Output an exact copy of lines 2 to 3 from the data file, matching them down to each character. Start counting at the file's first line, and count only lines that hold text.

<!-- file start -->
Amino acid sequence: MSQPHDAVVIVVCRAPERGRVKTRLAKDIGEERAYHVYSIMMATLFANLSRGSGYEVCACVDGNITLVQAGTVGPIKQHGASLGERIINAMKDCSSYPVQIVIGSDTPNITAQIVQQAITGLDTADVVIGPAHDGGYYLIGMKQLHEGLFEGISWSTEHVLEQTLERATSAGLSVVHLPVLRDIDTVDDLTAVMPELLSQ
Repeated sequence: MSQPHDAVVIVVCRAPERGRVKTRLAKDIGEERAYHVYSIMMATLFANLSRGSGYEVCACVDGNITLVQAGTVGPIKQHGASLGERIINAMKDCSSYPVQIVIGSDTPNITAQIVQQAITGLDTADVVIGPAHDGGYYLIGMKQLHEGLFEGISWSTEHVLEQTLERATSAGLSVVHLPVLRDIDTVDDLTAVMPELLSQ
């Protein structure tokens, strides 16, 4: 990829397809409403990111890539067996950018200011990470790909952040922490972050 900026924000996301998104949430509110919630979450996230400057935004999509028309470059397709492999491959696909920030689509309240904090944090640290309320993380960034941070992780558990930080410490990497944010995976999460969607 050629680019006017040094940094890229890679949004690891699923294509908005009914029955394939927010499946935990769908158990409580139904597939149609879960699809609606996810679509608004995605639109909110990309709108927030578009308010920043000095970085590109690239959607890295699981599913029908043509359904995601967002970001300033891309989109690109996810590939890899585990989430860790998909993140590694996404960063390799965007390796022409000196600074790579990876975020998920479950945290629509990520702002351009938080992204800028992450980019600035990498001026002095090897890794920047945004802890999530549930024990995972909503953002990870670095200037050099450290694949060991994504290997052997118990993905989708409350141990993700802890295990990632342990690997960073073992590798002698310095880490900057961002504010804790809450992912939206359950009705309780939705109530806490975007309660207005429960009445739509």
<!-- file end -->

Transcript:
Repeated sequence: MSQPHDAVVIVVCRAPERGRVKTRLAKDIGEERAYHVYSIMMATLFANLSRGSGYEVCACVDGNITLVQAGTVGPIKQHGASLGERIINAMKDCSSYPVQIVIGSDTPNITAQIVQQAITGLDTADVVIGPAHDGGYYLIGMKQLHEGLFEGISWSTEHVLEQTLERATSAGLSVVHLPVLRDIDTVDDLTAVMPELLSQ
């Protein structure tokens, strides 16, 4: 990829397809409403990111890539067996950018200011990470790909952040922490972050 900026924000996301998104949430509110919630979450996230400057935004999509028309470059397709492999491959696909920030689509309240904090944090640290309320993380960034941070992780558990930080410490990497944010995976999460969607 050629680019006017040094940094890229890679949004690891699923294509908005009914029955394939927010499946935990769908158990409580139904597939149609879960699809609606996810679509608004995605639109909110990309709108927030578009308010920043000095970085590109690239959607890295699981599913029908043509359904995601967002970001300033891309989109690109996810590939890899585990989430860790998909993140590694996404960063390799965007390796022409000196600074790579990876975020998920479950945290629509990520702002351009938080992204800028992450980019600035990498001026002095090897890794920047945004802890999530549930024990995972909503953002990870670095200037050099450290694949060991994504290997052997118990993905989708409350141990993700802890295990990632342990690997960073073992590798002698310095880490900057961002504010804790809450992912939206359950009705309780939705109530806490975007309660207005429960009445739509």